In the Garden of Eden
The Hawaiian Islands are home to thousands of plant and animal species on land and in water. The history of life in the islands is dramatic indeed, and every kind of creature that comes and goes makes its own small impact. The process took millions of years to transform from bare volcanic landmasses to the verdant, rich environment seen nearly everywhere today. Things changed dramatically, of course, when humans entered the picture. Today, Hawaii can be seen as a veritable paradise or an artificially induced ecological disaster (or a combination of both), depending on your view of things.
The field of island biogeography is fascinating. Among the subjects explored are the questions of how plants and animals came to establish themselves in the middle of the ocean and how they may have changed or adapted over time. How was it all possible? Biologists recognize a number of processes of natural colonization.
The wind can disperse plant pollen and light seeds, which can travel aloft and be carried for long distances. Some plants can actually survive for a bit at sea and be washed up on a beach to establish themselves in a new land. And birds can actually play a very important role in the process. Pollen in seeds clinging to feathers or muddy feet can travel with the help of avian island visitors. Seeds ingested by birds and then later “deposited” elsewhere is also an effective mechanism.
A Nice Home
With increasing favorable conditions, birds themselves started making Hawaii a more permanent home and after millennia of adaptations, new species emerged that are unique to the islands. In fact, Hawaii is home to thousands of endemic species that aren't found anywhere else. These include more than 1,000 different kinds of plants, 5,000 insect species, and more than 800 types of land and freshwater snails. There are also (or, in some cases, were) unique birds, including the beautiful finches known as honeycreepers. The Hawaiian state bird is a goose known as the neneunique to the Hawaiian Islands.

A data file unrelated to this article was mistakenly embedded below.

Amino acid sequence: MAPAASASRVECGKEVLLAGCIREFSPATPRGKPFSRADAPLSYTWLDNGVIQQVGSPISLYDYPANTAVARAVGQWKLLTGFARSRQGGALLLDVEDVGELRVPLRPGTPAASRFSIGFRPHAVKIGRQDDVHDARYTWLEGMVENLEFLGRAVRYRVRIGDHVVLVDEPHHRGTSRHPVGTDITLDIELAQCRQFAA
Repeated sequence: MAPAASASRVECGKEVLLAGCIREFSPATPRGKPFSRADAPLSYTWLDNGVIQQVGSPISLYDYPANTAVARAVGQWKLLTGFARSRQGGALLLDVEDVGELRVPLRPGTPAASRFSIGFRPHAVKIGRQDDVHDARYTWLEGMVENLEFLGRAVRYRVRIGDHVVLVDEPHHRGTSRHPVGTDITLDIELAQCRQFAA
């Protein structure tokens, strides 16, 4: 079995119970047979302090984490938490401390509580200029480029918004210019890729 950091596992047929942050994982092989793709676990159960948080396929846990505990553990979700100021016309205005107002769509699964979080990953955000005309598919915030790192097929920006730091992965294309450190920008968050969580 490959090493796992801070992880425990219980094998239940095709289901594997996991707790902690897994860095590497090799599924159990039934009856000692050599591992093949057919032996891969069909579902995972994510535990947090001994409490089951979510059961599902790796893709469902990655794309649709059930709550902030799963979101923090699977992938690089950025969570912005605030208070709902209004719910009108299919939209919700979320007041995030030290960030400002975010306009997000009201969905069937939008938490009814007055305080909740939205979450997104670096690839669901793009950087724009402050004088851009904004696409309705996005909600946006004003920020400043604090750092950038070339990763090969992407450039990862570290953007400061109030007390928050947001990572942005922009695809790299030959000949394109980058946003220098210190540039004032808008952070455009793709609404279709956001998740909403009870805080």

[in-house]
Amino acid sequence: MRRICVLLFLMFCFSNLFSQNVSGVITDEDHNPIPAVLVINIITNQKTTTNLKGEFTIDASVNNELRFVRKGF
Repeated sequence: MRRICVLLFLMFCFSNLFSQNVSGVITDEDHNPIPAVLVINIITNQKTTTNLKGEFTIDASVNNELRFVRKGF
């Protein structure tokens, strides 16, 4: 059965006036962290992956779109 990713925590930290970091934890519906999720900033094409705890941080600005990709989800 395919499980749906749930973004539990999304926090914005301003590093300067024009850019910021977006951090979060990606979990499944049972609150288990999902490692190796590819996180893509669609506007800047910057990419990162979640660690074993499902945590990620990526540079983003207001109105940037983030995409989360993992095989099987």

It is much more difficult for mammals to colonize remote oceanic islands, but Hawaii is nonetheless home to a unique bat as well as the Hawaiian monk seal. Off the coasts, there are many endemic species of fish, coral, and shellfish. Of course, these unique species coexist with many life forms that haven't changed since their arrival in the islands. The natural process of island colonization is a dynamic one. Some species survive, some adapt, but many simply won't fit the bill. These do not take hold in the new land.
Species that were on the islands before human colonization are native species, because they were not introduced to the island artificially. Of these, endemic species are those that are unique to Hawaii.